FOR all the uncertainty in our sport right now and the big questions that surround finals season, we need good news right now.
Tokyo Paralympics start on Tuesday.
There is no doubting for all the controversy and doubt surrounding the staging of the Tokyo Olympics, the Games boosted our spirit amid lockdowns and changing sports regulations.
We get a second reprieve with the Paralympics.
While few of us in regional Victoria get the chance to play sport at the moment, and even fewer classified truly essential for the chance to watch live matches, Paralympic action is what just what we need.
It will be a massive feat for our major sporting codes, particularly our big parochial crowd-drawers like football, to pull off a finals series in any form safely. But that is what Tokyo is about to attempt a second time on a massive international scale.
Six-time Paralympian Jodi Willis-Roberts told Press Box she was surprised the Paralympics were going ahead but glad, all the same, for athletes.
"Three or four years' training is a long time when you put your life on hold to go to the Paralympics or Olympics only for it to get cancelled," Willis-Roberts said.
Kinda feels a little the same when you consider the stop-start nature of our grassroots sports and the massive efforts both for players and club officials to get teams in action this season.
Willis-Roberts, who now lives in Queensland, has continued to keep a close check on Australia's goalball team.
Like most athletes in our region, some even still now, restrictions have prevented players from training or playing together much in the sport for visually impaired athletes the past 18 months. Athletes have had to work hard as individuals.
"They haven't had any international competition...But we didn't really have much competition internationally between Paralympics and world championships either," Willis-Roberts said. "At the end of the day, you couldn't control what others were doing; you can only control what you are doing and go out and do the best you can to your ability."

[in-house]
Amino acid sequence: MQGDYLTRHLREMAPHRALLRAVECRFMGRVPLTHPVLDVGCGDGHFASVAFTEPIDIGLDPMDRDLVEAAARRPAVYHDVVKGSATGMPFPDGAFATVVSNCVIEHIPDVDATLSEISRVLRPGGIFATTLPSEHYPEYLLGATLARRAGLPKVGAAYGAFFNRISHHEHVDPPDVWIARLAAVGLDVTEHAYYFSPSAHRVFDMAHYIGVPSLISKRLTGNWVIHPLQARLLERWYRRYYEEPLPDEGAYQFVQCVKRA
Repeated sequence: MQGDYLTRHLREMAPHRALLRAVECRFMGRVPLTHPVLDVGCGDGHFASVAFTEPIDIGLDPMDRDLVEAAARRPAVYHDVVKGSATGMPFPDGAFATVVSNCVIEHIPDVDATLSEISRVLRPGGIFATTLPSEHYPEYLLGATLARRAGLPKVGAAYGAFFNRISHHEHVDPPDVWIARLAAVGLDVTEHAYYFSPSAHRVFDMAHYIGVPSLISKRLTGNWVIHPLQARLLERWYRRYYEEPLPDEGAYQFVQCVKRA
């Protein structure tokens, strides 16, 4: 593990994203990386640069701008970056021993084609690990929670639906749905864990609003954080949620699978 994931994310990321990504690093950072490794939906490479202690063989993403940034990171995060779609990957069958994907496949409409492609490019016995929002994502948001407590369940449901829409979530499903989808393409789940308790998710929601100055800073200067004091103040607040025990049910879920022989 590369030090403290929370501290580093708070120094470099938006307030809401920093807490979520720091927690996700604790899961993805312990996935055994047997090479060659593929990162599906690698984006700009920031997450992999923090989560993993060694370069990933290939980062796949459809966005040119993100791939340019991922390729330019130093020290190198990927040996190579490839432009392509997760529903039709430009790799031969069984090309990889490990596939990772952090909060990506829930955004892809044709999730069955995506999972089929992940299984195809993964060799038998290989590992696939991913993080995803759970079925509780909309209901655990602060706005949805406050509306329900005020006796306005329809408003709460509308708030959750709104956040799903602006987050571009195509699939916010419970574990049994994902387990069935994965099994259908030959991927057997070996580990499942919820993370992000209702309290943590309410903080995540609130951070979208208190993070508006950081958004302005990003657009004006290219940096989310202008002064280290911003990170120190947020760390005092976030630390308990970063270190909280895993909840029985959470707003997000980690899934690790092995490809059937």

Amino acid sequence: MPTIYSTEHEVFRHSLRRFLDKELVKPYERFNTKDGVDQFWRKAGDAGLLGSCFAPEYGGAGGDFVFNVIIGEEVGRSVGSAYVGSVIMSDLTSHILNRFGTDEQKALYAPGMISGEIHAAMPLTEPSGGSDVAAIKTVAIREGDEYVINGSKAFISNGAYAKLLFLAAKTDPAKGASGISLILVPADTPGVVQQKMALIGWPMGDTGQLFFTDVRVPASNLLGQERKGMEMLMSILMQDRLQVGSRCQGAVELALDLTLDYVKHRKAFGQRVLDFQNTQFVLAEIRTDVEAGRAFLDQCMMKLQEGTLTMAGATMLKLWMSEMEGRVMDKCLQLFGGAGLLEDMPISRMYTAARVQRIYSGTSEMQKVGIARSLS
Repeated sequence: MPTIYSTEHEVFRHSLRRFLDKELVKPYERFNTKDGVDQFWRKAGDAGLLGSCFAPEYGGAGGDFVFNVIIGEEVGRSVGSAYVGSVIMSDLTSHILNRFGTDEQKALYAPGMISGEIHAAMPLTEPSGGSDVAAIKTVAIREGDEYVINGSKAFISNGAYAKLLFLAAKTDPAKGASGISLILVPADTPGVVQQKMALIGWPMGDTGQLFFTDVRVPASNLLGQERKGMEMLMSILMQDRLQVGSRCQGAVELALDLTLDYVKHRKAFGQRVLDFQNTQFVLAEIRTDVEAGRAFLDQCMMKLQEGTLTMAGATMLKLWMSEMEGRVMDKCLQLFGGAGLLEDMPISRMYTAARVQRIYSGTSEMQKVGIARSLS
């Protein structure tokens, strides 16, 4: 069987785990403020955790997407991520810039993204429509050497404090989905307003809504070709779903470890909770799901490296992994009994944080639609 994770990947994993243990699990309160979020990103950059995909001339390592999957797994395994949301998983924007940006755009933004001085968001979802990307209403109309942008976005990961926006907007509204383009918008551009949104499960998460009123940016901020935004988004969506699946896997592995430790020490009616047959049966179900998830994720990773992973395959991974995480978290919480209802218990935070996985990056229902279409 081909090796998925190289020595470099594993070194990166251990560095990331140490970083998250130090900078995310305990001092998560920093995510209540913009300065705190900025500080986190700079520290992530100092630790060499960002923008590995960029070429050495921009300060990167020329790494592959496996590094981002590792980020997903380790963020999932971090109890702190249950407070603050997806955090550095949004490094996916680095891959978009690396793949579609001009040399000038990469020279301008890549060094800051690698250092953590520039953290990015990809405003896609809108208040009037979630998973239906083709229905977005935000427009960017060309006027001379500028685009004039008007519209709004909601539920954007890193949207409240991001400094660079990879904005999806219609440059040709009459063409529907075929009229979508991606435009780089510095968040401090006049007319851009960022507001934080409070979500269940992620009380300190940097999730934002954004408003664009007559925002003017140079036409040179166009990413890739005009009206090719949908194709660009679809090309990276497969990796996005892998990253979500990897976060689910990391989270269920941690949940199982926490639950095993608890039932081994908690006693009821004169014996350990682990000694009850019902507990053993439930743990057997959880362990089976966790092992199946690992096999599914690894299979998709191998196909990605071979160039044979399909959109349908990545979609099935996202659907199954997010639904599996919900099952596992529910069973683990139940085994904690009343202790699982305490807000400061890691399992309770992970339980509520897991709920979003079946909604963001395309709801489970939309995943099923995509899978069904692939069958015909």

This is just as pertinent a message to Ballarat Football Netball League senior finals contenders who remain on standby. And it should ring true to Central Highlands teams piecing together finals campaigns under tight COVID-safe limitations.
MORE PRESS BOX
Five-time Paralympian Greg Smith faces this challenge as strength and conditioning coach for the Steelers, Australia's wheelchair rugby team. Smith has been preparing athletes remotely their Tokyo campaign from his Buninyong home.
You could argue this is a compromised Paralympics in Tokyo and a compromised winter sports season in Ballarat. Really, competition right now at the international level or grassroots is about who is best prepared under pandemic limitations.
Each time a Games rolls about, Willis-Roberts gets the urge to pick up a shot put or discus again. Five-Ring fever is what Ballarat Olympic rower Anthony Edwards calls it.
Then Willis-Roberts remembers the toll on her body and lets those who can do - while cheering from afar.
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